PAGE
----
If you work on the rails, you are in one of the most dangerous professions in America. And this might surprise you – federal law and not state law can govern how much money you get for your injuries.
Here is what you need to know: The Federal Employers Liability Act (FELA) says that railroad workers must be compensated if employers are negligent. You can receive both back pay and future pay plus money for losses such as pain and suffering.
I have helped railroad workers for several years, and their injuries can be catastrophic. For example:
- Loss of Limb – can include amputation or loss of mobility resulting in forced early retirement or career changes.
- Disfigurement – can include scars, discoloration, and partial healing.
- Crash Results – often like car accidents but with literally tons of increased metal injuring you.
- Electrocution – can happen despite safety equipment and safety procedures.
- Burns – can include explosions, engine fires, hose ruptures, and hot surfaces.
- Back/Neck Problems – often caused by lifting heavyweight.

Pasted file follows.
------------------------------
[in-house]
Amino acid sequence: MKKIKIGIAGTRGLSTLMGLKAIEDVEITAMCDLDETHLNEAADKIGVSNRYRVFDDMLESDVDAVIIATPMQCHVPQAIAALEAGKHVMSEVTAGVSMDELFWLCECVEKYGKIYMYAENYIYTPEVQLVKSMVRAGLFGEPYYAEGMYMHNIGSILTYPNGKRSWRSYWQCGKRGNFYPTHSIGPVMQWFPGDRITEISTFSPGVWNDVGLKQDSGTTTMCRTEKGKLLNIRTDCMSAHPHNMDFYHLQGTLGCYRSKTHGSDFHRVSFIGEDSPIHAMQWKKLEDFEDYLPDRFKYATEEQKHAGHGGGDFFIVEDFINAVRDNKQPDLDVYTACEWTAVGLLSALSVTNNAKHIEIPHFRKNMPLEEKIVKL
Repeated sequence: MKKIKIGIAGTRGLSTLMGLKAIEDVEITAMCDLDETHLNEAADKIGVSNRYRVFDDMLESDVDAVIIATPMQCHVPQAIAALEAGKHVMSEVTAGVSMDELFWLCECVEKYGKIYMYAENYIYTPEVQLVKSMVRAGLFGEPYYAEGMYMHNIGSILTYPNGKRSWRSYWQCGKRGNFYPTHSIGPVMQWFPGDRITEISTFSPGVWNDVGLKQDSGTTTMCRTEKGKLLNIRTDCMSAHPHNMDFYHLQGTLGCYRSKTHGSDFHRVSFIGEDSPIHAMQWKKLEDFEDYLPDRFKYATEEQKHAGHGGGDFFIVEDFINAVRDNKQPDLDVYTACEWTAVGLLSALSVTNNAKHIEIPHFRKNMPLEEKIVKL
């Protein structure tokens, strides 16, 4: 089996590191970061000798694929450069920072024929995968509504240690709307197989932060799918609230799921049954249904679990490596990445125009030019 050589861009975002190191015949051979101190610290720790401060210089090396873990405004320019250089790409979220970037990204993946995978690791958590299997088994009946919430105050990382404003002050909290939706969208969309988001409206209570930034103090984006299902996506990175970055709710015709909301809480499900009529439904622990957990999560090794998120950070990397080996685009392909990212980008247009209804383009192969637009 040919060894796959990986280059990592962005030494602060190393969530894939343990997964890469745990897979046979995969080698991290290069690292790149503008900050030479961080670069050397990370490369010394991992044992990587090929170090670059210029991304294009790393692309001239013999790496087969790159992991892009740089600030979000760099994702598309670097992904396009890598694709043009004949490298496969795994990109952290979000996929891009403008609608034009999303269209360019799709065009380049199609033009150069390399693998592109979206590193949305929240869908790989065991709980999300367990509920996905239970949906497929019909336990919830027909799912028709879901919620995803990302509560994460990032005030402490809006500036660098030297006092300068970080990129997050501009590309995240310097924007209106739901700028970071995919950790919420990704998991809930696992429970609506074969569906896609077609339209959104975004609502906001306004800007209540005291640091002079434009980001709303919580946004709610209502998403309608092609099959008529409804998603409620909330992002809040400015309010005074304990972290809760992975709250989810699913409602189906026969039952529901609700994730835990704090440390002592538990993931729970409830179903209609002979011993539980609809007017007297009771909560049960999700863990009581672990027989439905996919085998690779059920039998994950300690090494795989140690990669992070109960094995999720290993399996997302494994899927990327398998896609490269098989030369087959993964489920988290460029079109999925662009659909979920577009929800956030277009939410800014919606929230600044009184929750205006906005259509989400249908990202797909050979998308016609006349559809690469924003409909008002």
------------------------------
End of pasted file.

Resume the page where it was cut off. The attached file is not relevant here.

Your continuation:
- Broken Bones – can include slip and fall accidents on wet or oily flooring plus injuries from walking on ballast.
Here is one shocking statistic. Railroad workers are roughly 2x more likely to die on the job than the average worker. Yes, twice as likely to die. This is not just for the men and women who work on the track or in the repair and maintenance facilities.
Railroad work is just plain dangerous whether you are a signaler, laborer, conductor, engineer, mechanic, and other train-related employee.
If you suffer a personal injury like a railroad/auto accident, or slip and fall, you can talk to us at the Law Firm of Eiland and Ritchie for free. We want to help you get back on your feet.
Also, join us on NBC 15 LawCall here in Mobile every Sunday night at 10:30, right after the news. We will take your calls live.
Alabama Personal Injury Lawyer